That was partly because we were trying to achieve too much with our limited resources (building a complex product with one developer) to get another precious resource (investment). Good ol’ hindsight point back to lesson #1. And partly because we were hoping our beta users would find the time in their busy days to email us all of their thoughts and feelings about Habu and tell us exactly what they needed. That wasn’t happening, so we looked for ways to make providing feedback easier and quicker, and explored various tools to help with that.
We set up a Slack group for our beta users, which was pretty useful. The transparency it offers encouraged engagement with our beta users. They could see what others were thinking and saying. We also found that because Slack feels less formal than emailing there was a greater sense of ease and immediacy. The downside of transparency is that people quite rightly expect you to deliver. But that’s something for lesson #4…
This can be very challenging. You’re all out committed to getting as many users as you can manage with your limited resources to step up to the next level. And you’ve now got people giving you feedback telling you what exactly what they need. Things now become about feature prioritization and expectation management.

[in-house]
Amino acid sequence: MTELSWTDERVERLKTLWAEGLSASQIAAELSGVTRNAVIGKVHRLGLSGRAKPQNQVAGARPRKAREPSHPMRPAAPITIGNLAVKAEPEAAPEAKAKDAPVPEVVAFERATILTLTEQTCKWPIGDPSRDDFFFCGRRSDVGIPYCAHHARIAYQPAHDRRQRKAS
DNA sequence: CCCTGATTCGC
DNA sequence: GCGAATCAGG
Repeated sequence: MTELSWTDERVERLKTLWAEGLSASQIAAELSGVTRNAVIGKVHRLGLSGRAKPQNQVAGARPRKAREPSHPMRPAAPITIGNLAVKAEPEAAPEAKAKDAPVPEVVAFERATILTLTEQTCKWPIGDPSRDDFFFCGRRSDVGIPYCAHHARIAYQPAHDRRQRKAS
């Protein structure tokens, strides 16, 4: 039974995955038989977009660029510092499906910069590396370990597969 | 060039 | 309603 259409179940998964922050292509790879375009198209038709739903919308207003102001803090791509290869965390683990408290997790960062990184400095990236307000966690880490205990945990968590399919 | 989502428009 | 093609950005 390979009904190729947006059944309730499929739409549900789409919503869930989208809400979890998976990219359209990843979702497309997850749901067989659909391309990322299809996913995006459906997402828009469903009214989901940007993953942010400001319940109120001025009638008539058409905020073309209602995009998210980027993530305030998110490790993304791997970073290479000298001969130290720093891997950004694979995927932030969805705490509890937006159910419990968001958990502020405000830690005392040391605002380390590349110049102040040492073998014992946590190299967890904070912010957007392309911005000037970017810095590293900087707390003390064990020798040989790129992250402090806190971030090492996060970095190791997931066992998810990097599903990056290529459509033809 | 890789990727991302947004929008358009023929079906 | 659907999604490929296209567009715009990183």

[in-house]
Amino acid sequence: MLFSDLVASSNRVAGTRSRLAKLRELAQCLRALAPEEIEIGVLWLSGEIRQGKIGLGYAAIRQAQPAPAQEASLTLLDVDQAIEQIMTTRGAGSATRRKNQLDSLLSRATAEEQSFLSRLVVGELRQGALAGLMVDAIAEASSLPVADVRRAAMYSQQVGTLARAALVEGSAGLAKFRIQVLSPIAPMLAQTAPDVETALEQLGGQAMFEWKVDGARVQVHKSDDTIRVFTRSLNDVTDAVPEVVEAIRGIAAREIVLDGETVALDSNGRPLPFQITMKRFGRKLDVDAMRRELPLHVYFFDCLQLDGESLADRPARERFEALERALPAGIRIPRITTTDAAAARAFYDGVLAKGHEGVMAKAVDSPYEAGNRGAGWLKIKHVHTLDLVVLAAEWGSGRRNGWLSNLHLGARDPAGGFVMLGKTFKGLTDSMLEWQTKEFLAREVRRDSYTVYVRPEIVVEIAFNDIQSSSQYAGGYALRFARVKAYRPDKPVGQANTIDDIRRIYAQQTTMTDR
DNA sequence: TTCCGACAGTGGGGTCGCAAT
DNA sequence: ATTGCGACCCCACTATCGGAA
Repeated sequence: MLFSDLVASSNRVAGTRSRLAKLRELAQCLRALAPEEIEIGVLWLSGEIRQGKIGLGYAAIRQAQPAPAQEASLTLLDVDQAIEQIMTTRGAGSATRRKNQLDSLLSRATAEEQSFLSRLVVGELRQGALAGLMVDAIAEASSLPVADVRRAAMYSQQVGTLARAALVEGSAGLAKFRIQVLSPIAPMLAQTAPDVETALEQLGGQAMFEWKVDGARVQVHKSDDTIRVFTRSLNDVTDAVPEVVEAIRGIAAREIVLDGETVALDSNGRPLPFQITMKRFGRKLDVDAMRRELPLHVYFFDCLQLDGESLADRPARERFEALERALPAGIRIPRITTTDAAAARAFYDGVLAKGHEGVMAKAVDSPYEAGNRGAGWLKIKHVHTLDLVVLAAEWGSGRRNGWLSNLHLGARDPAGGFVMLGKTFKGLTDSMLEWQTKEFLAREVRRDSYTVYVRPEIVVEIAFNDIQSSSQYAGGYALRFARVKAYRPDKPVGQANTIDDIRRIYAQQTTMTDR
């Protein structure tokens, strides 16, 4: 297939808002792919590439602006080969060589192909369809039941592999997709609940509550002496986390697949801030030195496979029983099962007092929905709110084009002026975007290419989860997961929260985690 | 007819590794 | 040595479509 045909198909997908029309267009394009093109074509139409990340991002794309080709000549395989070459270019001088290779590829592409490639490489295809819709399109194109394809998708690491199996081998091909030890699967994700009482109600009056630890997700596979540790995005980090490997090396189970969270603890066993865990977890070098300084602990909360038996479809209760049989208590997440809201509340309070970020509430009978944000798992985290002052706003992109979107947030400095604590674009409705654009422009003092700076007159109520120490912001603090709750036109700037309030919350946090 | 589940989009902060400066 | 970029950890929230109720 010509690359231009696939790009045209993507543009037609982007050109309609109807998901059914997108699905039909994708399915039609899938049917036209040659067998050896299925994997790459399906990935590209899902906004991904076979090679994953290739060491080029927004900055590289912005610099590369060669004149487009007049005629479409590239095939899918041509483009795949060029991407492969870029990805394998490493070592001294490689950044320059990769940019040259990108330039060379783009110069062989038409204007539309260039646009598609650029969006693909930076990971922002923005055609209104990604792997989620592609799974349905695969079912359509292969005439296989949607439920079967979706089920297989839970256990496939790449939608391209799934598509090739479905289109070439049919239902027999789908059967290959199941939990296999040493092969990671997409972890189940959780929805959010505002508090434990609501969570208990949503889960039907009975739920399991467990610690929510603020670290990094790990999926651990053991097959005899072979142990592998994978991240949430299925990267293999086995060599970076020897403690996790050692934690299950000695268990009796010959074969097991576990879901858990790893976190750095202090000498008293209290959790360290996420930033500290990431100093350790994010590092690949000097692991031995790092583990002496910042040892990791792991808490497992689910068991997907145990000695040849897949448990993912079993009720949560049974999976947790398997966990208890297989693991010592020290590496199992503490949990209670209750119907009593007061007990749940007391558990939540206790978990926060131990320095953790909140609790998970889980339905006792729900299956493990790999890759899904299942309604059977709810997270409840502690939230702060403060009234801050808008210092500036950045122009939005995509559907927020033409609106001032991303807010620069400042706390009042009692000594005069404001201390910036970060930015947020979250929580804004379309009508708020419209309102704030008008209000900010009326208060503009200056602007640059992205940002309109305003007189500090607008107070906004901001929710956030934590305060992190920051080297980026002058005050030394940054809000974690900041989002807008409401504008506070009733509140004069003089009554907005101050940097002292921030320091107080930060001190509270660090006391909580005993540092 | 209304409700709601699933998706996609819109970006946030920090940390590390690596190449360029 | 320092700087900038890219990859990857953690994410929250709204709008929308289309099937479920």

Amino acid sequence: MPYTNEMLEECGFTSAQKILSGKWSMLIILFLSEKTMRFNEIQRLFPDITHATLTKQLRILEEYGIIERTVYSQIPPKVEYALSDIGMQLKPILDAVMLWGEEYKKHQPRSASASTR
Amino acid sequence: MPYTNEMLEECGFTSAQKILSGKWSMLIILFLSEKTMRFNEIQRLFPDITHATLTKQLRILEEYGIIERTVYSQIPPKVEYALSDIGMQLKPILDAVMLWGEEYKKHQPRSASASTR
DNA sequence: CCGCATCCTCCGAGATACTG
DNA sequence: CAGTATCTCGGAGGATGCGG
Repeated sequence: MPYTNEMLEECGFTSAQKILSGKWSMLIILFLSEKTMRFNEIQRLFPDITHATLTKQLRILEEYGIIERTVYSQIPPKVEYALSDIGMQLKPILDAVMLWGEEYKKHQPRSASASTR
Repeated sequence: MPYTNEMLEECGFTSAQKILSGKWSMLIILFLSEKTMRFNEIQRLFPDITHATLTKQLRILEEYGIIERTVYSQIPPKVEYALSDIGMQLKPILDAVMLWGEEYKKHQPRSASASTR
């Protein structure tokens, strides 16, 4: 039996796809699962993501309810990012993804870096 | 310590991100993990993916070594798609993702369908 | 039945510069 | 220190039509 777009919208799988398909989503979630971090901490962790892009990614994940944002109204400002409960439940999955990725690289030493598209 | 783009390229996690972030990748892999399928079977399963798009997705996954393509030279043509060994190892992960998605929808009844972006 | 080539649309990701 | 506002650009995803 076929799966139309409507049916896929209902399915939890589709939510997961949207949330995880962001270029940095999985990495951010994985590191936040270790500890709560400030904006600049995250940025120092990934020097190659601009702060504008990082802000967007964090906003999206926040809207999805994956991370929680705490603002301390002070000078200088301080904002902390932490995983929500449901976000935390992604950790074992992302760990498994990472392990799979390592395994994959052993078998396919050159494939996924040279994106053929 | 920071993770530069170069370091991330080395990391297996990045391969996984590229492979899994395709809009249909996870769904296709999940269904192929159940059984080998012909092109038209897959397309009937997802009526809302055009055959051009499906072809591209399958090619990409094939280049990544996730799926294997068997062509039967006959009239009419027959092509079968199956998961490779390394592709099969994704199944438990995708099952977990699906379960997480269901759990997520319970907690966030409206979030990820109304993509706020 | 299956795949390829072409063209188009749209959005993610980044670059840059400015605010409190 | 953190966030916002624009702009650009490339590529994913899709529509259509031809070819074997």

You’ve got your vision of where you want your product to be, where your users want it to be and then what you can actually do.
When someone tells you they need something or they’ll walk away from your product what do you do? Promise something that’s not going to happen for a long time? Bump it up the list? Or just be transparent? It’s by no means a trick question, and we’ve done all three.
Clearly promising something that isn’t going to happen for a long time is a rubbish approach for lots of obvious reasons. And, losing a customer isn’t the end of the world, but it might feel like it if they’re just one of two. Bumping something up the list of priorities can be pretty useful as it has a direct response feel good factor; someone asked for something and you delivered. Pats on the back all round right? But it’s only good if it’s in line with your goals. If it’s not, being transparent is the best option. You can’t be all things to all people.